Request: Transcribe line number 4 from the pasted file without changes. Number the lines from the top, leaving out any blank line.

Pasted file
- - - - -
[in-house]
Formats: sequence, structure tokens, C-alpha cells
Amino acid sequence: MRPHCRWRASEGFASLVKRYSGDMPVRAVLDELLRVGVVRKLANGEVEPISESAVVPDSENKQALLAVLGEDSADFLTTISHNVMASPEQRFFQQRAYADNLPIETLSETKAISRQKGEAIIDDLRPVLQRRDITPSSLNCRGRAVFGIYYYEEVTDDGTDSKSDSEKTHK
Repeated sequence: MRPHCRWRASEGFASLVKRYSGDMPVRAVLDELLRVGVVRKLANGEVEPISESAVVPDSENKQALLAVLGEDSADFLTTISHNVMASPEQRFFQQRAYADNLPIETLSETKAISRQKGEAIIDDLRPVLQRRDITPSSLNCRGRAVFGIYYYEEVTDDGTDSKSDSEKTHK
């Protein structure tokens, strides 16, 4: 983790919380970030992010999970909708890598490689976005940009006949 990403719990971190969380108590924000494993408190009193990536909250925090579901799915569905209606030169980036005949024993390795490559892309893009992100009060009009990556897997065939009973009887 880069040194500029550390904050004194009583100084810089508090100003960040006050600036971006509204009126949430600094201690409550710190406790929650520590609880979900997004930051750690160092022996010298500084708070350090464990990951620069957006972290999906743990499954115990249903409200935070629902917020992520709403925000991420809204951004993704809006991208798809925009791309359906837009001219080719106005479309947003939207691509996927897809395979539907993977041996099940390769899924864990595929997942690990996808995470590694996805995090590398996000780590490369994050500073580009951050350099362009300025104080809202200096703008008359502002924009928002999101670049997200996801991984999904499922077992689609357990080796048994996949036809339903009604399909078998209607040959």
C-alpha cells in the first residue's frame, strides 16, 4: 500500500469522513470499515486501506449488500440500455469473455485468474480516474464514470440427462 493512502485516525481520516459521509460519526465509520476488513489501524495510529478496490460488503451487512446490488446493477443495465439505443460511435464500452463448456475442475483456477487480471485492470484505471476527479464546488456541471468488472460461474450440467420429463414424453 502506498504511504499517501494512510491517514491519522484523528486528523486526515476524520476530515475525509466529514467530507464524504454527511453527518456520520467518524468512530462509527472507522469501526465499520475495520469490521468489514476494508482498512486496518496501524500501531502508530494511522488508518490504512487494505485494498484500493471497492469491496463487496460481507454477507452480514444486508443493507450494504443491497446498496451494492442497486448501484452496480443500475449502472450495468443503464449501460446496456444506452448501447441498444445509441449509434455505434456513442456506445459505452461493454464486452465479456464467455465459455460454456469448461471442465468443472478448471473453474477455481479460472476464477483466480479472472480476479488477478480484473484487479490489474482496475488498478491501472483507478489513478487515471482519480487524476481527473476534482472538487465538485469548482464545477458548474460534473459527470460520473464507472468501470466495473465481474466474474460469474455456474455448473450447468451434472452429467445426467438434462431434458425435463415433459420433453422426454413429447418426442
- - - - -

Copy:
Repeated sequence: MRPHCRWRASEGFASLVKRYSGDMPVRAVLDELLRVGVVRKLANGEVEPISESAVVPDSENKQALLAVLGEDSADFLTTISHNVMASPEQRFFQQRAYADNLPIETLSETKAISRQKGEAIIDDLRPVLQRRDITPSSLNCRGRAVFGIYYYEEVTDDGTDSKSDSEKTHK